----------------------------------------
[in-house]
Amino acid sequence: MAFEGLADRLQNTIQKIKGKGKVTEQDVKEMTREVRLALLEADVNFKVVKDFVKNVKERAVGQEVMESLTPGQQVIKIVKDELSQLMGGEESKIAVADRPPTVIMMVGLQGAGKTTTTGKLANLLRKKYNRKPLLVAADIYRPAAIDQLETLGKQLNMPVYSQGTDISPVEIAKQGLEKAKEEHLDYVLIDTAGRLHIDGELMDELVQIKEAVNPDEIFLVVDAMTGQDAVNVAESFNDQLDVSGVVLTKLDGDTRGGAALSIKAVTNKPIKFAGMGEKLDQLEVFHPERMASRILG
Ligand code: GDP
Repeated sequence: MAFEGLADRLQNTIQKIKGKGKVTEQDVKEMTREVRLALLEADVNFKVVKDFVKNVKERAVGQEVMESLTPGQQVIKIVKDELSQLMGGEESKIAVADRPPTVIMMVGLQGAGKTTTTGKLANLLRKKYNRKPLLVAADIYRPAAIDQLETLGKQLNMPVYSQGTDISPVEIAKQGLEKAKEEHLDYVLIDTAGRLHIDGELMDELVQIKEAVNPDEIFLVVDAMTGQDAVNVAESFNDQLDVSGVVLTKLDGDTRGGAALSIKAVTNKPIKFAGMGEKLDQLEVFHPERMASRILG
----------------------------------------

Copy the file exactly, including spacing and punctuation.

[in-house]
Amino acid sequence: MAFEGLADRLQNTIQKIKGKGKVTEQDVKEMTREVRLALLEADVNFKVVKDFVKNVKERAVGQEVMESLTPGQQVIKIVKDELSQLMGGEESKIAVADRPPTVIMMVGLQGAGKTTTTGKLANLLRKKYNRKPLLVAADIYRPAAIDQLETLGKQLNMPVYSQGTDISPVEIAKQGLEKAKEEHLDYVLIDTAGRLHIDGELMDELVQIKEAVNPDEIFLVVDAMTGQDAVNVAESFNDQLDVSGVVLTKLDGDTRGGAALSIKAVTNKPIKFAGMGEKLDQLEVFHPERMASRILG
Ligand code: GDP
Repeated sequence: MAFEGLADRLQNTIQKIKGKGKVTEQDVKEMTREVRLALLEADVNFKVVKDFVKNVKERAVGQEVMESLTPGQQVIKIVKDELSQLMGGEESKIAVADRPPTVIMMVGLQGAGKTTTTGKLANLLRKKYNRKPLLVAADIYRPAAIDQLETLGKQLNMPVYSQGTDISPVEIAKQGLEKAKEEHLDYVLIDTAGRLHIDGELMDELVQIKEAVNPDEIFLVVDAMTGQDAVNVAESFNDQLDVSGVVLTKLDGDTRGGAALSIKAVTNKPIKFAGMGEKLDQLEVFHPERMASRILG